How Much Depleted Hex Is At Capenhust ? ? ?

How Much Hex ?

Uranium Hexafluoride is highly toxic, radioactive, corrosive to most metals, and reacts violently with water.

One of the questions we have been asking since the Close Capenhurst Campaign was established is just how much Depleted Uranium Hexafluoride is stored at the URENCO Capenhurst site.

The best answer we have received is ‘ A vast Quantity’,which is also the only way we have been able to describe it.

We just don’t know.

Although one recent article stated that it is some 60,000 tonnes.

This is exactly what we want to know.

 

1. How many containers of Depleted Uranium Hexafluoride are stored at the Capenhurst site ?

2. What is the total mass of Depleted Uranium Hexafluoride which each of the containers at Capenhurst can hold ?

3. What is the total mass of Depleted Uranium Hexafluoride which is stored at the Capenhurst site ?

&

4. How much of the Depleted Uranium Hexafluoride will the new tailing plant at Capenhurst be able to process each hour ?

We recently submitted these questions to the Office of Nuclear Regulation as a Freedom of Information request.

This is the response which we received from them: –

‘We receive updates (a month in arrears from relevant UK dutyholders) on the amounts of material held on sites that are under our Nuclear Safeguards regime. Whilst we hold some of the data you require, we unfortunately do not receive it in the format that you have requested – it would take a significant amount of time to interrogate the data, to extract the specific volume of Depleted Uranium Hexafluoride and provide the information in the requested format, approximately 60 man hours at a cost of £900 over and above the £600 or 3 days’ effort that you are assigned under the Freedom of Information Act 2000.

We cannot release the data set in its entirety as it contains Sensitive Nuclear Information, which would need to be redacted/extracted under section 24 of FOIA, National Security.’

In other words

They would only be willing to let us have the answer, if we were willing to give them £900.

This ‘fee’ will then be used to redact much of the information from any reply which we might receive.

Our response to this is as follows.

– 1. That what we asked for relates to a matter of very great public concern, and should be freely available to us all.

– 2. That we Do Not intend to pay out any money in order to maintain the secrecy which is an integral part of how the Nukiller Industry operates.

&

– 3. That we will continue to keep asking the same questions until we get the information which we require.

5 thoughts on “How Much Depleted Hex Is At Capenhust ? ? ?”

  1. Thank you so much for asking these questions on all our behalves. Every stage of the nuclear fuel chain is so dangerous that it should be banned Asap. There was an Australian film made fairly recently about a release of Uranium Hexaflouride…The Code I think it was called. It is a subject that has not really entered the public consiousness here in the UK despite the awfulness of it all.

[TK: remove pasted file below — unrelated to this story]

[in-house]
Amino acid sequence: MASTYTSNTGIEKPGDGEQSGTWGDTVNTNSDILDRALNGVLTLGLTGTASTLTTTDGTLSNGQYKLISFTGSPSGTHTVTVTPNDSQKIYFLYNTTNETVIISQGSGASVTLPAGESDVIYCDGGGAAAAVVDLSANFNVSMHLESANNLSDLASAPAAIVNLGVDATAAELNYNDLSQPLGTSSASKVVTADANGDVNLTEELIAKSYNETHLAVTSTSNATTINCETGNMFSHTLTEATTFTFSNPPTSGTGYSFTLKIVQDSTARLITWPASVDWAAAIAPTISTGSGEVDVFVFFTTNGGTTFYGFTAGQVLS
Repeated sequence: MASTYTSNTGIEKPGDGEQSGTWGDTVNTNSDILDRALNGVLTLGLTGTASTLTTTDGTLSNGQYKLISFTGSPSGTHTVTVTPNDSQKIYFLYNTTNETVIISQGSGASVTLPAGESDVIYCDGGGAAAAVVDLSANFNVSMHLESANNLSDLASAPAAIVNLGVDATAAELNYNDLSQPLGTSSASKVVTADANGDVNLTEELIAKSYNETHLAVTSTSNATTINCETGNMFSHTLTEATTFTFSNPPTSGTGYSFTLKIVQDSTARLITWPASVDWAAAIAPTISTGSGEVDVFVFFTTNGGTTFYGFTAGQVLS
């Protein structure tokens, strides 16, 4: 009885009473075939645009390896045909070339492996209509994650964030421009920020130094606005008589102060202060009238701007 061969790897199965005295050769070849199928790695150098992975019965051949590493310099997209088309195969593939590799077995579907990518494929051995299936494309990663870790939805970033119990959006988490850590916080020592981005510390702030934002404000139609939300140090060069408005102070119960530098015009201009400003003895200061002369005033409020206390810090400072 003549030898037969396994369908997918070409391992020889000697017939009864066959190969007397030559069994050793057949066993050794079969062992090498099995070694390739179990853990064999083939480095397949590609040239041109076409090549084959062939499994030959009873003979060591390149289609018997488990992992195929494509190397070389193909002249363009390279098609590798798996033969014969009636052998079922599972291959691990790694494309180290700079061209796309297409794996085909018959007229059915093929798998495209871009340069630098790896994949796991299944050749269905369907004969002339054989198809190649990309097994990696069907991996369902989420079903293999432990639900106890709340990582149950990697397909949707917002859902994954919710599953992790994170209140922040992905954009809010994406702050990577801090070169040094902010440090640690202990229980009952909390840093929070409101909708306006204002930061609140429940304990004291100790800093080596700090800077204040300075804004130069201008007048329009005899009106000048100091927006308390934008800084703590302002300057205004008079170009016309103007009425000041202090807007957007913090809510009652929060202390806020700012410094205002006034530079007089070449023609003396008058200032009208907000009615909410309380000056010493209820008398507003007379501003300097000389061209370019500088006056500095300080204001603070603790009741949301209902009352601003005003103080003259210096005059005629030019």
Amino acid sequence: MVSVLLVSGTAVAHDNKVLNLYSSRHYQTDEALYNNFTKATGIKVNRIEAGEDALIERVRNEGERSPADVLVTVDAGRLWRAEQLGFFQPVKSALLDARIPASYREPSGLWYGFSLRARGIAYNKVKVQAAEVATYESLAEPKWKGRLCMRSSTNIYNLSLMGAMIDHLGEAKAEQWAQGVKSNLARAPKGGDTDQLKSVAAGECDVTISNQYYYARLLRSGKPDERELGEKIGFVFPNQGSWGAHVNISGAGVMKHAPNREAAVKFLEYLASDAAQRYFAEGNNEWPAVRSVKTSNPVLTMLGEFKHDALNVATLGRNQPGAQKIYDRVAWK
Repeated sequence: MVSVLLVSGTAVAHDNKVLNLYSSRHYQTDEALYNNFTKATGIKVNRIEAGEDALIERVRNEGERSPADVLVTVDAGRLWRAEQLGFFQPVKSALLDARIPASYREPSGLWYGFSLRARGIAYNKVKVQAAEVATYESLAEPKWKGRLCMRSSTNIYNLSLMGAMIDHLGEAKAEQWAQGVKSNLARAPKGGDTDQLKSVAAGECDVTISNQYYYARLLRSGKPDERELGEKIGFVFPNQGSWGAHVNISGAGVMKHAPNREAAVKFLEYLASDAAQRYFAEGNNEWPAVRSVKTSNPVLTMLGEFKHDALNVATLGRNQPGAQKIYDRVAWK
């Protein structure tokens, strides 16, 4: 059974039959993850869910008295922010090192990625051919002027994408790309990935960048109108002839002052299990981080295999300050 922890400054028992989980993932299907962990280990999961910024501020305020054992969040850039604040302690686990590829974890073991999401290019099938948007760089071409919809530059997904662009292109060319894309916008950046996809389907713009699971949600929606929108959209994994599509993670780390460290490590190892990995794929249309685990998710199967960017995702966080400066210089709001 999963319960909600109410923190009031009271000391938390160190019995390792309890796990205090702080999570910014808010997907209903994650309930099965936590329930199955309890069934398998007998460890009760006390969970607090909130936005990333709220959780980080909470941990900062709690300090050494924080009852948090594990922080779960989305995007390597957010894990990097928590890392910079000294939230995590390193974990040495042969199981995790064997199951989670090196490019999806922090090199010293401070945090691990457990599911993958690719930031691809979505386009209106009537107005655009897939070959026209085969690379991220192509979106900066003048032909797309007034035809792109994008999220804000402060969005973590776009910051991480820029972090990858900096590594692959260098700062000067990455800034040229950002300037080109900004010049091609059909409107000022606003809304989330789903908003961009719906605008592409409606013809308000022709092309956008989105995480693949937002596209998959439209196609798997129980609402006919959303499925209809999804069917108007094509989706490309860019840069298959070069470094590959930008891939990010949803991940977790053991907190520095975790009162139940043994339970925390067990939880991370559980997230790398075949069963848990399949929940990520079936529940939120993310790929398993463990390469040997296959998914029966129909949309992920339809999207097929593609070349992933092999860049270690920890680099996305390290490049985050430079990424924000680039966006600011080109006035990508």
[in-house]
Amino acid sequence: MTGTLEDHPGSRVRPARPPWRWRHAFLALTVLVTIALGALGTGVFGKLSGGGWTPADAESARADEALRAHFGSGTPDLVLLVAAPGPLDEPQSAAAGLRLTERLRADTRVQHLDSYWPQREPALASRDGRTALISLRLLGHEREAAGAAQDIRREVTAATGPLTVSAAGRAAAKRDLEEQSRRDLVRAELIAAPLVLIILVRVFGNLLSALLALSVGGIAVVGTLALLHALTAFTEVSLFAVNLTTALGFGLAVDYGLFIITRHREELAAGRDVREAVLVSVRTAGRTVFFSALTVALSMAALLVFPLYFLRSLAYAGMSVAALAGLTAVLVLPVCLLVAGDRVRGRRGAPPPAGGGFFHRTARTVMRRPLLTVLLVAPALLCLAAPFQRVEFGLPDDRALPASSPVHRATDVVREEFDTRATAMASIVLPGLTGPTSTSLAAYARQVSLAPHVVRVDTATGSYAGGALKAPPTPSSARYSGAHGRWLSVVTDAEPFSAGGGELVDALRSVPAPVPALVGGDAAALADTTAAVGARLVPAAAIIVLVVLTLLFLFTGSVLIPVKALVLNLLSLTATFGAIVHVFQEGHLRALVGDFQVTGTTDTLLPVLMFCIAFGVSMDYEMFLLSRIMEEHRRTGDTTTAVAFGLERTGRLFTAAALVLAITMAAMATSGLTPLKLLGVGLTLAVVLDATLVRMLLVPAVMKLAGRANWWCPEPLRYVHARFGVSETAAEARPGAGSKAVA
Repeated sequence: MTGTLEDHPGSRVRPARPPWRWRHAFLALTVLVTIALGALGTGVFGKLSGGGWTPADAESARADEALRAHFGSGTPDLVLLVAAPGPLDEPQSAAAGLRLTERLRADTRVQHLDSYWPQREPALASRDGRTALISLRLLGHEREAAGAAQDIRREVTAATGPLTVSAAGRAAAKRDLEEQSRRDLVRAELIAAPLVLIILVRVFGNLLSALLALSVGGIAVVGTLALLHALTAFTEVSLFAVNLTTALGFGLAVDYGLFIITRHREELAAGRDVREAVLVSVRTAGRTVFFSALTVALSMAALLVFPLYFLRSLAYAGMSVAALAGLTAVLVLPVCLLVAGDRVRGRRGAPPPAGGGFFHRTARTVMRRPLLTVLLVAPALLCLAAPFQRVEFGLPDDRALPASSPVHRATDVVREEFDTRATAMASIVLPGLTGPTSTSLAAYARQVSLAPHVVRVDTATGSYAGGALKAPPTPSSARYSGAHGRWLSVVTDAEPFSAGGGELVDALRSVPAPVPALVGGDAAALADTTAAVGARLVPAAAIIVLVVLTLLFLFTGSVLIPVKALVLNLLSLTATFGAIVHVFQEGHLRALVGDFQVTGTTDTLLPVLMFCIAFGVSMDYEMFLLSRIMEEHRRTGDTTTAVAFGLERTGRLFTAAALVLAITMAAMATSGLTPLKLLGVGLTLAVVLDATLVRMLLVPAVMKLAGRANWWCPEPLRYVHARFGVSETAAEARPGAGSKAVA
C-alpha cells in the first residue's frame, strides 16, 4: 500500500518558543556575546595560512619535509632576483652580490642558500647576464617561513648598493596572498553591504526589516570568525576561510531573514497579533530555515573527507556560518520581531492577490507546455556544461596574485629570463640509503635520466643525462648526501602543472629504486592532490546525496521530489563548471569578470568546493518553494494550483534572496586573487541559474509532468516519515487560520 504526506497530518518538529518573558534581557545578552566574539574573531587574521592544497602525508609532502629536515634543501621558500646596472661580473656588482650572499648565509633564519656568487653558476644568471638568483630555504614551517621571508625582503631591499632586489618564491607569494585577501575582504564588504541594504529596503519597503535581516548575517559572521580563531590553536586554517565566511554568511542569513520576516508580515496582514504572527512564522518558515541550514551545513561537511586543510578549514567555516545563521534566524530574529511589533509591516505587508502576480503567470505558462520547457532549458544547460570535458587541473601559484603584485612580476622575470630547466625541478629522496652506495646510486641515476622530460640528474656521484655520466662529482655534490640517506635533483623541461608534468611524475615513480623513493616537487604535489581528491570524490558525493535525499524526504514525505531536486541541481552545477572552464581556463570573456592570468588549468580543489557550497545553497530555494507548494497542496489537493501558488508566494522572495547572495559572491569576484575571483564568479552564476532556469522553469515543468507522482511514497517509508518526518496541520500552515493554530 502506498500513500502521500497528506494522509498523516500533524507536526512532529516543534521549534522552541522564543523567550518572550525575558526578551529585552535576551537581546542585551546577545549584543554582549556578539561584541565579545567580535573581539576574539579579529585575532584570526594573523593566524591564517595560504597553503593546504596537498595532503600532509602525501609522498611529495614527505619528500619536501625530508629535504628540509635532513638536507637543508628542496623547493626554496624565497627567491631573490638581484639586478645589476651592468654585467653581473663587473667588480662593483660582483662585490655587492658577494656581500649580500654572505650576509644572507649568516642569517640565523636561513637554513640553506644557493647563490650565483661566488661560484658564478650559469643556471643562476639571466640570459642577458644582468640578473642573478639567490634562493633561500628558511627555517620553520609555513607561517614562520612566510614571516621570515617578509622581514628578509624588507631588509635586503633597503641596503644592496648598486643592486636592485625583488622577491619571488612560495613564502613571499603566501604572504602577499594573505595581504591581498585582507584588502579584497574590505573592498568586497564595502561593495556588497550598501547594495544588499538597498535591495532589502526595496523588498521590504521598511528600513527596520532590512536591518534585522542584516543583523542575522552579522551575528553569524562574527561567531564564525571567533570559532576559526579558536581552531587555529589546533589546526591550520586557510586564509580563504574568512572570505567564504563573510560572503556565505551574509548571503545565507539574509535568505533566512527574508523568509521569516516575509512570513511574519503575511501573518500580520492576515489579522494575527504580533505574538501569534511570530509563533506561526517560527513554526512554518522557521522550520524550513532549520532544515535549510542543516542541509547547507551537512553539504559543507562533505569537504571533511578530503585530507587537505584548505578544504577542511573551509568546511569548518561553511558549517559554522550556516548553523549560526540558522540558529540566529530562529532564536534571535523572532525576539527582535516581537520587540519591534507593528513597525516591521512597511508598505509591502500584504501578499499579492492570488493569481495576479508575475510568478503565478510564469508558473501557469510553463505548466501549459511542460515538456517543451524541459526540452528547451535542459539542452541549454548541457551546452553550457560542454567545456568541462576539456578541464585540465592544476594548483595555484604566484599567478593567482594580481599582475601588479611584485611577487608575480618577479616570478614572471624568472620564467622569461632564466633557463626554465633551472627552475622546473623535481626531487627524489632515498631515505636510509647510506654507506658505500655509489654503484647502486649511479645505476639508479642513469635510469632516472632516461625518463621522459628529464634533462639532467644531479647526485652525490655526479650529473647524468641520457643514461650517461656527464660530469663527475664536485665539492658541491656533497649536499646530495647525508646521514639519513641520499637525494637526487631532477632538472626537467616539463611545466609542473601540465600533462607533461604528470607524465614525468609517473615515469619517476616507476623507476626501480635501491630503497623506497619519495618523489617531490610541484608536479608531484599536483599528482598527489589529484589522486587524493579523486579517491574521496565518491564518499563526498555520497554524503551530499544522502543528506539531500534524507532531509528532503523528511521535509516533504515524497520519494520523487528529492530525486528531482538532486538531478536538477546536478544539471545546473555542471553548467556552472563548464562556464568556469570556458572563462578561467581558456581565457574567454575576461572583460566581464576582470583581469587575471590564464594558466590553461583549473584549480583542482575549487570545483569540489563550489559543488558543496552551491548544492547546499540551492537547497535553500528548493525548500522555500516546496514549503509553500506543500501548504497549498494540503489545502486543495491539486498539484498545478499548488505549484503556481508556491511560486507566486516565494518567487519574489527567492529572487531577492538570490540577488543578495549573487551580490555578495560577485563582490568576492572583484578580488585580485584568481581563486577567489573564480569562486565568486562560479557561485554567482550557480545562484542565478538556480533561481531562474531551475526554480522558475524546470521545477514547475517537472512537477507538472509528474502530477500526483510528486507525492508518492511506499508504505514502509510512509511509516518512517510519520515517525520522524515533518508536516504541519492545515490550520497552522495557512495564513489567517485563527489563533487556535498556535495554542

2. Looking retrospectively during the past 60 years, the nuclear industry made a terrible misjudgement, for reasons that will now be elucidated. There are two routes to nuclear fission:

    (a) U235/U236 to P239, giving rise to dangerous waste, especially Actinides and P239 that need to stored for at least 100000 years safely from the natural environment (somehow, yet to be devised): or
    (b) Thorium Th232 via U233, giving rise to very radiologically hot materials in the short term, that only need to be stored for circa 300 years before normal handling can be employed.

    Route (a) has been followed, on account of the alleged need for Plutonium for atomic munitions. As recently described in a US patent application US2014192949A1, in respect of route (b), Thorium pellets in fuel rods with Silicon Carbide cladding for “deep burn” potentially could reduce the quantities of nuclear waste enormously, if this route (b) were adopted in the nuclear industry Worldwide.

    Thus, if nuclear fission energy had to be employed, and route (b) were adopted, most of the waste being handled by Capenhurst could have been completely avoided; this is a truly tragic situation. However, the present nuclear industry is so conservatively entrenched in its present methods, namely using route (a), that even such a modest change, namely using Thorium fuel in Silicon Carbide clad fuel rods that could reduce the amount of nuclear waste drastically in the future, would be very difficult to obtain approval, as it would upset the economic model established involved with processing waste.

    Seems like an opportunity was missed and that Capenhurst’s existence could have been rendered unnecessary. We have to answer future generations for the misjudgement of this and previous generations regarding nuclear power.

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